Today’s Scrapbook Update guest blogger is Mike Hartnett.
Mike Hartnett, who has been a fixture in the crafts industry for over 30 years, is the publisher of the online crafts industry journal CLN Online. His extensive resume also includes being a former CHA board member and the publisher of Craftrends magazine.
I’d like to ask the Scrapbook Update readers for some help. I’ve been reporting on the overall “craft” business for 30 years, and chronicled the rise and fall of numerous trends – macrame, counted cross stitch, wearable art, dollmaking, decorative painting, and the list goes on. I edited two trade magazines and now publish an online business newsletter, Creative Leisure News. Scrapbooking has been, by far, the strongest, longest lasting trend in the history of the industry. Nothing comes close.
But like many trends, it inspired a number of enthusiasts to open stores. But too many were missionaries, not merchants, and when the initial fervor of the trend cooled, their stores were in trouble. Many closed, pulling down with them a number of small manufacturers who depended on sales to independent retailers.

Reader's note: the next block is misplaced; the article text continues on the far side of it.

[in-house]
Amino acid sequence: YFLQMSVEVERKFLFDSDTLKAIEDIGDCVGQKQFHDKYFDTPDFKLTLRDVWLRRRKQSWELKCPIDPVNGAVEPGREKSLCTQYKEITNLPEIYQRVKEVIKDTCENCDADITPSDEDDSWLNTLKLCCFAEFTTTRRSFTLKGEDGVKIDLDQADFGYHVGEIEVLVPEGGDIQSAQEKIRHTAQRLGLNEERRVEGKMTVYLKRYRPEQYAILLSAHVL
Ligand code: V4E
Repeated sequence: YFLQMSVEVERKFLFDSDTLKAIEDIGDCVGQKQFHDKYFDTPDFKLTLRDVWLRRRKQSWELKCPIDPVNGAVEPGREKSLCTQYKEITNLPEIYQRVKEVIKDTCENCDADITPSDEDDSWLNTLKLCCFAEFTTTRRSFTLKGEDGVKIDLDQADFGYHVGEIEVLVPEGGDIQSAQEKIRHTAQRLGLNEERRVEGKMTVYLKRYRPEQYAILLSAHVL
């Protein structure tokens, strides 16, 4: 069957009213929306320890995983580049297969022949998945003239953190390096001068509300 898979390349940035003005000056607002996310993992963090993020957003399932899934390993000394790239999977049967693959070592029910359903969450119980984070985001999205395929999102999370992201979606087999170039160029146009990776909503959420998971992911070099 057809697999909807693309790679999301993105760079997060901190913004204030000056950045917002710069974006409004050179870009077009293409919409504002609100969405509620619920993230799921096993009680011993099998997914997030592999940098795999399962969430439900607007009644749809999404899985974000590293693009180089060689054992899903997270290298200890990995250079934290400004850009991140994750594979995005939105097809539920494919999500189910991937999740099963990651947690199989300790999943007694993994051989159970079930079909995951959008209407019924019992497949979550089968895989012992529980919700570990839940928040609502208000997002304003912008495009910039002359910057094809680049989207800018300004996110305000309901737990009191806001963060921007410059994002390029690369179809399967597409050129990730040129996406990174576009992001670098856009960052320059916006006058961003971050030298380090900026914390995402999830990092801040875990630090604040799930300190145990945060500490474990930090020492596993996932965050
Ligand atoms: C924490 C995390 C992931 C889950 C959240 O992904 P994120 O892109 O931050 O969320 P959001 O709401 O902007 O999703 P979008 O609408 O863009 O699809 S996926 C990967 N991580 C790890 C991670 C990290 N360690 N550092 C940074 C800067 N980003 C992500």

So when you look around and see that a number of stores have closed, some manufacturers have gone out of business, and a couple of magazines have shut down, it’s easy to conclude that the consumer’s interest in scrapbooking is fading.
But is it? Consider:
1. Perhaps the market is only changing, that consumers have moved to other stores and the Internet.
2. Thanks to the economy, every category in the industry (jewelry-making, knitting, etc.) is seeing their hard core enthusiasts spending less. They’re not crafting less, they’re simply using up what we call their “stash.” That’s probably happening in scrapbooking, too. If consumers are scrapping as much as ever, just not buying as much, then won’t they start buying again when their stash is depleted?